Spotlight on Oscar's other categories -- We look at the nominees for animated feature film, adapted screenplay, and more

By Steve Daly
Updated February 03, 2006 at 05:00 AM EST
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Animated Feature Film
Wallace & Gromit: The Curse of the Were-Rabbit

Last year, all three nominees for Animated Feature were state-of-the-art CG affairs, with Pixar’s The Incredibles taking the trophy. This year, the hot form is a quaint old technique called stop-motion animation (sometimes labeled Claymation, even when it doesn’t strictly involve clay). Tim Burton’s Corpse Bride featured a cast of exquisitely crafted puppets with faces made of latex and silicone. But Bride is likely to be an Oscar bridesmaid, eclipsed by the stronger stop-motion charms of Wallace & Gromit: The Curse of the Were-Rabbit. British director Nick Park (Chicken Run) initially created the button-eyed main characters — cheese-loving inventor Wallace and his mute, long-suffering dog assistant Gromit — more than two decades ago, using plasticine. (That’s clay with oil mixed in to prevent drying.) The master-and-pooch duo starred in three half-hour shorts, the latter two clinching Oscars in 1994 and 1996. Creating a feature-length adventure took nearly five years’ labor, with the animation phase alone taking up roughly 18 months. Result? Exemplary plasticine prestidigitation, especially in shots of Gromit as he tracks down a fiendish vegetable-coveting bunny. ”Vegetables are naturally funny,” says Park, ”because they’re not cool.” They may well become very cool indeed on Oscar night.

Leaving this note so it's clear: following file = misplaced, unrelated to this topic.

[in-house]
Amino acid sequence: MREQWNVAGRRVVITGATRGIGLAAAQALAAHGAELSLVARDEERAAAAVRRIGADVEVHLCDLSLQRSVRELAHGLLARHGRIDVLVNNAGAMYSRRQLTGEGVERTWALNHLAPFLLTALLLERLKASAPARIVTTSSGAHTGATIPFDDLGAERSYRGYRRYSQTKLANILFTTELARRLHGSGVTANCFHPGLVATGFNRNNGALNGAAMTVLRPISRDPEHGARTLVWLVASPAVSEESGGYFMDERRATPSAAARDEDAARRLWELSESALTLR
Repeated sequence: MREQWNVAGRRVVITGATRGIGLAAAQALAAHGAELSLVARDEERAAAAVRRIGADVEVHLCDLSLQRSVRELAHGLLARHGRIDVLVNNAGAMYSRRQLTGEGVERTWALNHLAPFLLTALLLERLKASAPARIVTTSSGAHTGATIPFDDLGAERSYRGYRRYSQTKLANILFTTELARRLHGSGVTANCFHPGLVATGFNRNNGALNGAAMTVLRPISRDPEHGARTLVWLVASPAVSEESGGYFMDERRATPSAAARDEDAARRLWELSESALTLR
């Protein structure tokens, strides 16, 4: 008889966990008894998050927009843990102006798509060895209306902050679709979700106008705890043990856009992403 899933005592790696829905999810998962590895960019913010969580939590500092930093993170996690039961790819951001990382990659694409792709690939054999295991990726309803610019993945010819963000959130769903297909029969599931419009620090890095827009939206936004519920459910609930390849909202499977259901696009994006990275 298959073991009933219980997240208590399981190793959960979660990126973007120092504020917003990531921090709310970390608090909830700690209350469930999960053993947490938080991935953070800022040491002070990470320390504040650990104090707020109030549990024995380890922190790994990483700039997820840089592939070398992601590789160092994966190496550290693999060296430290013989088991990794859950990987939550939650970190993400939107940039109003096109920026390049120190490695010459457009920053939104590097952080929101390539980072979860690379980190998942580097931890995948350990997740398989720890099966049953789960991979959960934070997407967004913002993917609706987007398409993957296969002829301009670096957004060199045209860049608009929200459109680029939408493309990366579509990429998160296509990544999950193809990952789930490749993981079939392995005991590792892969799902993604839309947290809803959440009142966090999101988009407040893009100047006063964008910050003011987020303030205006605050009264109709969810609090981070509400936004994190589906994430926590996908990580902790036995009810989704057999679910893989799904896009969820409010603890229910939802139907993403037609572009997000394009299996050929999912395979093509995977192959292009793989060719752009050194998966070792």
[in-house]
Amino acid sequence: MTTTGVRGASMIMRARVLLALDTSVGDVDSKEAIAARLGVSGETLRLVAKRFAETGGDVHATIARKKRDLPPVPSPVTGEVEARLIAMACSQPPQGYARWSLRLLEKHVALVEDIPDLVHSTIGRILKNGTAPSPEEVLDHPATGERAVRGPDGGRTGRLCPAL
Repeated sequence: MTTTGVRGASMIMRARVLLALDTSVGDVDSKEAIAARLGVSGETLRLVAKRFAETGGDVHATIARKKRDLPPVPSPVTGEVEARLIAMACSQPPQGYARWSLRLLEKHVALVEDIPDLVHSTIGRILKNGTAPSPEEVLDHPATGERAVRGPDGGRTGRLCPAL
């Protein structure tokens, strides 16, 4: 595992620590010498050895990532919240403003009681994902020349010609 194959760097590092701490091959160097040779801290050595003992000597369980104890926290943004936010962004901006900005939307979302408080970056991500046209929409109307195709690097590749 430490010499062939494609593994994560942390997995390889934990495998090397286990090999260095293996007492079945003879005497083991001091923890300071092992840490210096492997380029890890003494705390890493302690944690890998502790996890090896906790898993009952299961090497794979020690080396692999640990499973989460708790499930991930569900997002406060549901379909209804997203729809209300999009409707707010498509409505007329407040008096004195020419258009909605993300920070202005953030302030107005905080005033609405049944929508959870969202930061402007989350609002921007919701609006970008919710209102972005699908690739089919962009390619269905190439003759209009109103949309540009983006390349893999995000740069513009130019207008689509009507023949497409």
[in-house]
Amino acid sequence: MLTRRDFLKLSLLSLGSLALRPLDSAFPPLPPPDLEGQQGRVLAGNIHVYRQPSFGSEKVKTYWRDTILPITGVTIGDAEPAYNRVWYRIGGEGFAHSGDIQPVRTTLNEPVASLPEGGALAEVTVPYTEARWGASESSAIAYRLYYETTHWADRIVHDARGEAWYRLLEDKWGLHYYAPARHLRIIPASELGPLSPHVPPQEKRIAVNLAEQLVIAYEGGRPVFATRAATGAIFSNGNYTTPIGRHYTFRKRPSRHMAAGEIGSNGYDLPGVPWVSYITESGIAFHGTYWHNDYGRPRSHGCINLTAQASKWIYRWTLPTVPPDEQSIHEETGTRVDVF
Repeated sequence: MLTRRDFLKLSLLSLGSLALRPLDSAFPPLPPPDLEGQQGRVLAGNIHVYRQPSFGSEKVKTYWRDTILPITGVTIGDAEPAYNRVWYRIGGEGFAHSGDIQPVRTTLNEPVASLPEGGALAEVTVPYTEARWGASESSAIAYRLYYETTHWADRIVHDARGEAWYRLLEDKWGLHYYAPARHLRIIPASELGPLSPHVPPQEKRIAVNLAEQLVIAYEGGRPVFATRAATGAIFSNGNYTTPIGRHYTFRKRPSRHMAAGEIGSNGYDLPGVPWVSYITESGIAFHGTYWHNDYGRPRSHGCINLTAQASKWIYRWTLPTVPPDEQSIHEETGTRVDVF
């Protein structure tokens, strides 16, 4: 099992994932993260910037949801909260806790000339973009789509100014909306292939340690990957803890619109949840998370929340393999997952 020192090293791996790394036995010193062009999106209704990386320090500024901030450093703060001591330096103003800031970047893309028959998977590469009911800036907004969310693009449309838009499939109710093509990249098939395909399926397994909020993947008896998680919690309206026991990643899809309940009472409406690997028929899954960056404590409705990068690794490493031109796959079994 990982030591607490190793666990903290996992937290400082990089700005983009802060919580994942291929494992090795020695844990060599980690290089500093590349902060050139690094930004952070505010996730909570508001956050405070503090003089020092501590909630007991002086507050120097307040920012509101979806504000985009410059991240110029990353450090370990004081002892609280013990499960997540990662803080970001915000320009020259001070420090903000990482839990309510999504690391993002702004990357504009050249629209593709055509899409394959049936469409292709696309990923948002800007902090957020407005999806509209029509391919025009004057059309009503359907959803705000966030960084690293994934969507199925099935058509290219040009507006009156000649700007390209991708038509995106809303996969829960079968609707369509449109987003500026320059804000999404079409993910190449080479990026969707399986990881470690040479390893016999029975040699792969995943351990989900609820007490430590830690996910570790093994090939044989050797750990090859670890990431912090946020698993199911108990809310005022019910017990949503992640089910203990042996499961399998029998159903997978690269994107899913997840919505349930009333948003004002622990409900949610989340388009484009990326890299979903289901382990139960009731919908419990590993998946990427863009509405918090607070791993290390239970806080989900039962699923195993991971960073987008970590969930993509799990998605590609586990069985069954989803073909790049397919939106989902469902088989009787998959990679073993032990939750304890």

Film Editing
Crash

Name Hughes Winborne Age 53 Previous Brushes With Oscar None — his biggest previous film was 1996’s Sling Blade. But Winborne’s skillful handling of Crash‘s numerous story lines and intense, adrenaline-pumping scenes rightfully grabbed the Academy’s attention. Editing Philosophy ”There are people that edit with their head, and there are people that edit with their gut — I edit with my gut,” says paralegal-turned-housepainter-turned-film editor Winborne. ”What’s important for an editor is you have to be able to respond freshly to the materials that come through the door. And it’s important to understand what you’ve got in a way that might be different from what was intended.” He adds, laughing, ”I try to get all the bad stuff out and keep the good stuff in.” Biggest Challenge ”It was important to be able to…keep all these balls up in the air and not let one of them fall,” says Winborne, who spent nine months in postproduction following director Paul Haggis’ 35-day shoot. ”You have to spend the right amount of time on one story line but not too long that you forget another one. But I can’t give enough credit to Paul — he planned the construction of the movie so well.

Adapted Screenplay
Capote